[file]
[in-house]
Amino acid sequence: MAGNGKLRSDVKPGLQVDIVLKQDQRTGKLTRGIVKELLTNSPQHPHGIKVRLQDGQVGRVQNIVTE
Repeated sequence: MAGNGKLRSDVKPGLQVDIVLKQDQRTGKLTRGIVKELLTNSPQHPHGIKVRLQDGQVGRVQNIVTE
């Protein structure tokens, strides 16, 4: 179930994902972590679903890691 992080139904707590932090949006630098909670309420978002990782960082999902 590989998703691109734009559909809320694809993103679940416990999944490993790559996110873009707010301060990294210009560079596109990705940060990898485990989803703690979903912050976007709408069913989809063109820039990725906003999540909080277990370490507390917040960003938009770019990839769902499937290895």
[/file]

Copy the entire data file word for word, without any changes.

[in-house]
Amino acid sequence: MAGNGKLRSDVKPGLQVDIVLKQDQRTGKLTRGIVKELLTNSPQHPHGIKVRLQDGQVGRVQNIVTE
Repeated sequence: MAGNGKLRSDVKPGLQVDIVLKQDQRTGKLTRGIVKELLTNSPQHPHGIKVRLQDGQVGRVQNIVTE
């Protein structure tokens, strides 16, 4: 179930994902972590679903890691 992080139904707590932090949006630098909670309420978002990782960082999902 590989998703691109734009559909809320694809993103679940416990999944490993790559996110873009707010301060990294210009560079596109990705940060990898485990989803703690979903912050976007709408069913989809063109820039990725906003999540909080277990370490507390917040960003938009770019990839769902499937290895």